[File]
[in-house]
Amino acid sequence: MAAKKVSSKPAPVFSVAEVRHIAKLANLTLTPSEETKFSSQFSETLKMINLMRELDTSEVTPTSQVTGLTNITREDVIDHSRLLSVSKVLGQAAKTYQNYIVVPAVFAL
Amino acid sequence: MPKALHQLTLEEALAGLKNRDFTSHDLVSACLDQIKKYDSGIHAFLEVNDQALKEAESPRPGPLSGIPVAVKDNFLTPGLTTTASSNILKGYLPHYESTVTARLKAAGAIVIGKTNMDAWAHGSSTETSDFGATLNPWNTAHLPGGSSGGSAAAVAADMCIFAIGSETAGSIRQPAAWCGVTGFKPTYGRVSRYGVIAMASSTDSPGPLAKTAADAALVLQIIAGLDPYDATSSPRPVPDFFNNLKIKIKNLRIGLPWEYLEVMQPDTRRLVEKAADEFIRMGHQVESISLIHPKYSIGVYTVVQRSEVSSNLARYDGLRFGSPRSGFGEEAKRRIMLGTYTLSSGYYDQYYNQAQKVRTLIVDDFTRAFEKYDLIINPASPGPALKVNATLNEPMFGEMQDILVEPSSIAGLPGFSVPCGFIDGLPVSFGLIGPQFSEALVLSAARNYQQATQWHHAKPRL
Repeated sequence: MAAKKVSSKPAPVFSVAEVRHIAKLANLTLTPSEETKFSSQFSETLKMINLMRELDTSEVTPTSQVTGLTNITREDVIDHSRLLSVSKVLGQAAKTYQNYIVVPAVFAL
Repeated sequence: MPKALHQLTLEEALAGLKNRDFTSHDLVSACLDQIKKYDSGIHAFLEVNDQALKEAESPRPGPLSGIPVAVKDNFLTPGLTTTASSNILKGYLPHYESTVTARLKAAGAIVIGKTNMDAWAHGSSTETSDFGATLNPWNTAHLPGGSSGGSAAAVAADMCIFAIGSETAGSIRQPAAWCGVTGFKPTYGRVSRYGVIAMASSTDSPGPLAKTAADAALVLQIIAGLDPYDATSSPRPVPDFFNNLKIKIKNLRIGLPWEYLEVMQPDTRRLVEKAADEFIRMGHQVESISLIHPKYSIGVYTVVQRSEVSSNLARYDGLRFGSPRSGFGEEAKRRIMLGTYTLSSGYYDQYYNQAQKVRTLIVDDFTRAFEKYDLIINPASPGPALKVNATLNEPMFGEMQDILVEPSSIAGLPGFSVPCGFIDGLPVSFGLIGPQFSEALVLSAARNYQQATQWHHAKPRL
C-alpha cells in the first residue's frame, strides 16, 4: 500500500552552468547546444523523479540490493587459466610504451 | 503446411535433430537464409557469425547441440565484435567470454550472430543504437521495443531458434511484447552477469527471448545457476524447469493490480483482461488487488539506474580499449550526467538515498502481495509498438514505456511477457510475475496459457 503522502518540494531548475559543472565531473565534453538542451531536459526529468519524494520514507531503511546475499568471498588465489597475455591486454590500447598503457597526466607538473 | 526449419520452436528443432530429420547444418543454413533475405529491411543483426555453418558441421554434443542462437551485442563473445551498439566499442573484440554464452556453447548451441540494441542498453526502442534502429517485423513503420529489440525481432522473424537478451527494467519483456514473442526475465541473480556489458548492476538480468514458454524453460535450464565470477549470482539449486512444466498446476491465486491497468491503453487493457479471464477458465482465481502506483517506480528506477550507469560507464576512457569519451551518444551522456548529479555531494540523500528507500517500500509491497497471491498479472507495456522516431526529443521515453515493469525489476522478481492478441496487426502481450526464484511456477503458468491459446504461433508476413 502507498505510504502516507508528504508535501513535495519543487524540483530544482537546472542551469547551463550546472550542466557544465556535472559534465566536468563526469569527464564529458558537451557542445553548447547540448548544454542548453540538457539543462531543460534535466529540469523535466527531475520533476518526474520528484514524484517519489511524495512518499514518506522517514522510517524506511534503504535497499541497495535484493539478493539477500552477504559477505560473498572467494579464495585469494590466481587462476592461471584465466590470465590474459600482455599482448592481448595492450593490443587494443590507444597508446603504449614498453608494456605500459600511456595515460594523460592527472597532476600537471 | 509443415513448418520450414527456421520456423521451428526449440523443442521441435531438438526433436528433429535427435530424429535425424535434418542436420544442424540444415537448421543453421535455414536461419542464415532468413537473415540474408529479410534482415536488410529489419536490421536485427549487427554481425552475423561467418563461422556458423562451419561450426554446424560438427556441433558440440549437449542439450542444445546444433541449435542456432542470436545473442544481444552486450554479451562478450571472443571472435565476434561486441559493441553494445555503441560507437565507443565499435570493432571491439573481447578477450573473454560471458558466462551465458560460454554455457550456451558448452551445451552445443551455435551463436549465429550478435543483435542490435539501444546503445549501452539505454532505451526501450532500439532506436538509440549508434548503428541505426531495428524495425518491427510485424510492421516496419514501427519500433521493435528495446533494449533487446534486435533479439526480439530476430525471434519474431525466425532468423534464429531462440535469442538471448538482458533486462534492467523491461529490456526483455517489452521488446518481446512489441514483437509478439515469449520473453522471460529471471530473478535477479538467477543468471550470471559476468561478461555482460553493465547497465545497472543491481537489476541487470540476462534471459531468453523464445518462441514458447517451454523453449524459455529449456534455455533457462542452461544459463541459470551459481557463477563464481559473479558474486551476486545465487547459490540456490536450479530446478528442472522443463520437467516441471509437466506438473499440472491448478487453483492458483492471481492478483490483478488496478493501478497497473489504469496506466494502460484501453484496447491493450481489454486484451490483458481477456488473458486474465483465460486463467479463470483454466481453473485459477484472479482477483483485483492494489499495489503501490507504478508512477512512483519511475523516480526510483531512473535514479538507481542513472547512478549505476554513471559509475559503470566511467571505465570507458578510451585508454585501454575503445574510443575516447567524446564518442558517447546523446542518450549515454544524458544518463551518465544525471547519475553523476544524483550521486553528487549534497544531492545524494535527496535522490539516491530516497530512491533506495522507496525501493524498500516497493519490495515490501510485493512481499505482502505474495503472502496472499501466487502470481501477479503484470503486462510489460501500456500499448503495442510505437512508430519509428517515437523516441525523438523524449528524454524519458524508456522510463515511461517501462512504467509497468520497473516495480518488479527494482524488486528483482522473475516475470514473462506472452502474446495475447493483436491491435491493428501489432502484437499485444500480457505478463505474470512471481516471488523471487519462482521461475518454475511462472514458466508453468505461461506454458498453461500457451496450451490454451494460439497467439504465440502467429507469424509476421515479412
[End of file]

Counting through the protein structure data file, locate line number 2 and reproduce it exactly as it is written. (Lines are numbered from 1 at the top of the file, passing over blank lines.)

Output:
Amino acid sequence: MAAKKVSSKPAPVFSVAEVRHIAKLANLTLTPSEETKFSSQFSETLKMINLMRELDTSEVTPTSQVTGLTNITREDVIDHSRLLSVSKVLGQAAKTYQNYIVVPAVFAL